Course overview:

From the NRC report Landscapes on the Edge: New Horizons for Research on Earth’s Surface (Pg. 18): “Earth’s surface is a dynamic interface across which the atmosphere, water, biota, and tectonics interact to transform rock into landscapes with distinctive features crucial to the function and existence of water resources, natural hazards, climate, biogeochemical cycles, and life. Interacting physical, chemical, biotic, and human processes—’Earth surface processes’— alter and reshape Earth’s surface on spatial scales that range from those of atomic particles to continents and over time scales that operate from nanoseconds to millions of years.

In this class, we will study many of the ‘Earth surface processes’ that govern landscape evolution. Our mantra will be “process from form.” That is, the form of a landscape can provide insight into the physical processes responsible for its creation. Specifically, we will study river, hillslope, glacier, and coastal processes.

Instructor: Noah Finnegan

Contact Info: Office: E&MS A115, email: nfinnega@ucsc.edu

Office Hours: Friday, 10 AM – 12 PM or by appointment (email please)

Lectures: T/Th 1:30 – 3:05 PM, E&MS D250

Teaching Assistants:

Alex Nereson, anereson@ucsc.edu, office hours: TBA

Colleen Murphy, cormurph@ucsc.edu, office hours: TBA

Lab 1: Wednesday, 1:30 PM – 4:30 PM, EMS D250

Lab 2: Thursday, 9:00 AM – 12:00 PM, EMS D250

Text: R.S. Anderson and S.P. Anderson: The Mechanics and Chemistry of Landscapes


  • 7 lab exercises
  • 2 Reports Based on Field Trips (1/20/18, 2/10/18)
  • In Class Mid-Term (2/8/18)
  • Open Book, Open Notes, Take Home Final


Labs and problem sets can and should be done together in groups. Although I encourage you to discuss together the data collected during the weekend field trips I expect that you will ultimately work alone in actually drafting the scientific reports. If you collaborate on the writing of a scientific report with another person, you will both receive no credit for the report. I will give you very specific objectives for the reports when I assign them.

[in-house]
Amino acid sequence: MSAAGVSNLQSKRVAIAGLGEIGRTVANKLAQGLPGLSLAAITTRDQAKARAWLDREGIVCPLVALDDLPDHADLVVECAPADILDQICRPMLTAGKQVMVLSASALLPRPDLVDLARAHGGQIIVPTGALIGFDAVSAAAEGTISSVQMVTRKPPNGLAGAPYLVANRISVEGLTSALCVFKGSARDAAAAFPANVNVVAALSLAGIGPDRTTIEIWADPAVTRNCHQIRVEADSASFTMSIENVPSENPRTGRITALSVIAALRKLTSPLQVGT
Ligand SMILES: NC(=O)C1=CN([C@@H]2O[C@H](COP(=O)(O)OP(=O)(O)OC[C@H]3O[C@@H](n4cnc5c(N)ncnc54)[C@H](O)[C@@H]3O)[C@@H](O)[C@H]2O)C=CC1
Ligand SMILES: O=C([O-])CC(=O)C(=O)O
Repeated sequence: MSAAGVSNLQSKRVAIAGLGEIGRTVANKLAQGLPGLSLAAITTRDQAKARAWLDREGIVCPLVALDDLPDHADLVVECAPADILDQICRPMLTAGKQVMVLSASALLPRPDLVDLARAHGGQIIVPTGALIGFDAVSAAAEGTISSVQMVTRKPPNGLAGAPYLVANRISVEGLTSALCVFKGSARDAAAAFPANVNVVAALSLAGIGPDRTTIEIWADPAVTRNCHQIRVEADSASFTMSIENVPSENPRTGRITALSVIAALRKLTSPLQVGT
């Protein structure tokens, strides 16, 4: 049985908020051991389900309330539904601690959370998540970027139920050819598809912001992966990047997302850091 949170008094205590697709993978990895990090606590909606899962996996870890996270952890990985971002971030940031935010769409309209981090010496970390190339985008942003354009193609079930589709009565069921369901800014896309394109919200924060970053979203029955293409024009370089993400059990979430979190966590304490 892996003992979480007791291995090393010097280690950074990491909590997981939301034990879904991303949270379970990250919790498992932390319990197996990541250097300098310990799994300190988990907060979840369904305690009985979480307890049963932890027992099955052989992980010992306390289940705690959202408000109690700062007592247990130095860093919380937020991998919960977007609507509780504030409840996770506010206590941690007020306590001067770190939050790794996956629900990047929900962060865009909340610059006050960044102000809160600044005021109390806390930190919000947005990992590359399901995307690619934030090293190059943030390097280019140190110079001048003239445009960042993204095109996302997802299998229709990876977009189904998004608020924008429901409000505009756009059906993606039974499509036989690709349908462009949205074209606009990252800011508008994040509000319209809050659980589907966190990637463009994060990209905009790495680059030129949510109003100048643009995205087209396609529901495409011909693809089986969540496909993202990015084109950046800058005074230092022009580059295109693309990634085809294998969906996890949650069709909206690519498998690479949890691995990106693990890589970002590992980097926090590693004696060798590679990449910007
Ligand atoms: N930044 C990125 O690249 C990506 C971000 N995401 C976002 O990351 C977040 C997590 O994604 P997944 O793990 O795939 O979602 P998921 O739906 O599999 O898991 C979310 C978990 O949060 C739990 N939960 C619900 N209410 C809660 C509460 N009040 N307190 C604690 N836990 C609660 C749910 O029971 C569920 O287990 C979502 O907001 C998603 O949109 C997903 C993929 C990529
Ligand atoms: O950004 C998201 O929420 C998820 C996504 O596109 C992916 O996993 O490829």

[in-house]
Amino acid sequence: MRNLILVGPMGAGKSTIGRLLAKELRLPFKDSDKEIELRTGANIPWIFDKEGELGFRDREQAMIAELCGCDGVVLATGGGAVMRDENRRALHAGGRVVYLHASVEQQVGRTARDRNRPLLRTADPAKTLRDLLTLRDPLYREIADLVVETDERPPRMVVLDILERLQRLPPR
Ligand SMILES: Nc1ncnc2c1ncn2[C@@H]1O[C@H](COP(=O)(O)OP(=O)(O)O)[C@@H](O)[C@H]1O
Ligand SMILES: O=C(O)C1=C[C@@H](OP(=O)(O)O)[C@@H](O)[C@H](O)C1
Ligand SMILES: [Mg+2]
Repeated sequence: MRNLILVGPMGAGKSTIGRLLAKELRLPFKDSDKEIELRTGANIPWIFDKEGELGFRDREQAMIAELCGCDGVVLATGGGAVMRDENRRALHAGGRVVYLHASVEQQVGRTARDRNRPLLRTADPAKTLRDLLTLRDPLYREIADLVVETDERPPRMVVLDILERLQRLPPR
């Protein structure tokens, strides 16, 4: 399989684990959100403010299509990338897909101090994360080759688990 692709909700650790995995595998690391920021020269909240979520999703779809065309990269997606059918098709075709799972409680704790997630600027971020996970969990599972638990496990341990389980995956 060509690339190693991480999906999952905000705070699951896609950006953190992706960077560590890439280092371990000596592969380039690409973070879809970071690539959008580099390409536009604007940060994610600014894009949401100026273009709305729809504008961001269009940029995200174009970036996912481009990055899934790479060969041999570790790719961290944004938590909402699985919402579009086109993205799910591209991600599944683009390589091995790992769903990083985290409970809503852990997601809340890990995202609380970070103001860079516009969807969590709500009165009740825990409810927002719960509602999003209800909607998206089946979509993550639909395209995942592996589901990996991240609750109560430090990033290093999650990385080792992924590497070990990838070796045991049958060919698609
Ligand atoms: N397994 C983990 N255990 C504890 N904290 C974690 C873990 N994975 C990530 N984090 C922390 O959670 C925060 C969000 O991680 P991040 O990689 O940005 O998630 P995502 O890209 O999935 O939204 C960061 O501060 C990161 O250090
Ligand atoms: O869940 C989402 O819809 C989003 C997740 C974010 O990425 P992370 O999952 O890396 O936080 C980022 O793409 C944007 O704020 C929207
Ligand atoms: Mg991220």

The weighting of the assignments for the 5 credit lecture is as follows

Report 1 – 30%

Report 2 – 30% *

*Together Reports 1 and 2 constitute 1/2 of the UCSC disciplinary writing requirement

Mid-Term – 15%

Open Notes, Open Book, Take Home Final – 25%

Your lab grade will be separate from the lecture.

Late Policy: 10 % will be deducted for every day after the due date that an assignment or lab is turned in.

Attendance Policy: You are responsible for the material that is presented in class every day. It is in your best interest to attend class. I will not take attendance. However, it is VERY unlikely that you will be able to pass this course without attending the lectures. If you miss a class, please make arrangements to get a copy of lecture notes from a friend.

Distribution of Readings and Course Materials

For the reports, labs, and lectures I will periodically post materials on a shared Google Drive folder

Course Schedule and Reading Assignments

Week 1

1/9/18 Lecture 1. Syllabus overview, class pictures, why geomorphology? Classical views of Geomorphology

Lab 1: Excel Basics

1/11/18 Lecture 2. Precipitation, Runoff and Hydrographs

Reading For Class: P. 100-104; Chapter 11 (skip groundwater section)

Week 2

1/17/18 Lecture 3. Alluvial Rivers I

Reading For Class: 395-414, 340-343

Lab 2: Precipitation and Channel Flow on Titan; Surveying Basics, Quantifying Grain Size in a River,

1/18/18 Lecture 4. Alluvial Rivers II, Debris Flows, Effective Report Writing, Report 1 Assigned

1/20/18 Mandatory Fieldtrip 1, San Lorenzo River Valley (8 AM-6 PM), Meet at E&MS Loading Dock at 8 AM. Rain or Shine.

Reading for Fieldtrip: Montgomery and Buffington, 1997; USGS Fact Sheet 2004-3142

Week 3:

1/23/18. Lecture 5. Planform Morphology of Rivers, Alluvial Fans, Floodplains, and Deltas

Reading: TBD

Lab 3: Data Assimilation and Processing for Report 1

1/25/18 Lecture 6. Weathering and Soil Production

Reading For Class: Chapter 7

Week 4

1/30/18 Lecture 7. Hillslopes

Reading For Class: Chapter 10 through page 328,

Lab 4: Hillslope Sediment Transport

2/1/18 Lecture 8. Landslides and Mass-wasting, Report 1 Due

Reading For Class: 330-335 .

Week 5

2/6/18 Lecture 9. Landslides and Mass-wasting cont./Glaciers I

Reading For Class: Chapter 8

Lab 5: Glacial Geomorphology and Mechanics

2/8/18 Mid-Term Exam

2/10/18 Mandatory Fieldtrip 2, Sunol Ohlone Regional Wilderness (8 AM-6 PM), Meet at E&MS Loading Dock at 8 AM. Rain or Shine.

Reading For Fieldtrip TBD

Week 6

2/13/18 Lecture 10. Glaciers II.

Reading For Class: Chapter 8

Lab 6: Work on Report 2

2/15/18 Lecture 11.

Tectonic Geomorphology I – Orogen Scale,


Week 7

2/20/18 Lecture 12. Tectonic Geomorphology II – Bedrock River Channels

Reading for Class: Chapter 13

Lab 7: Climate, Tectonics and the Morphology of the Andes

2/22/18 Lecture 13., Whole Landscapes I: Coupling of Hillslope and Channel Processes

Week 8

2/27/18 Lecture 14. Geochronology and Geomorphology I.

Reading For Class: Chapter 6

Lab 8: Tectonics, Topography, and Bedrock River Profiles

3/1/18 Lecture 15. Geochronology and Geomorphology II, Report 2 Due

Reading For Class: Chapter 6

Week 9:

3/6/18 Lecture 16. Coastal Processes

Chapter 16

Lab 9: Santa Cruz Marine Terraces

3/8/18 Lecture 17. Coastal Processes cont. / Geomorphology and Tectonics of Santa Cruz

Reading TBD

Week 10:

3/13/18 Lecture 18. Eco-geomorphology

Lab 10: No Lab

3/15/18 Review For Final

Take Home Final Posted

3/22/18, 3 PM, Take Home Final due in my office (A115) or in my mailbox in the department office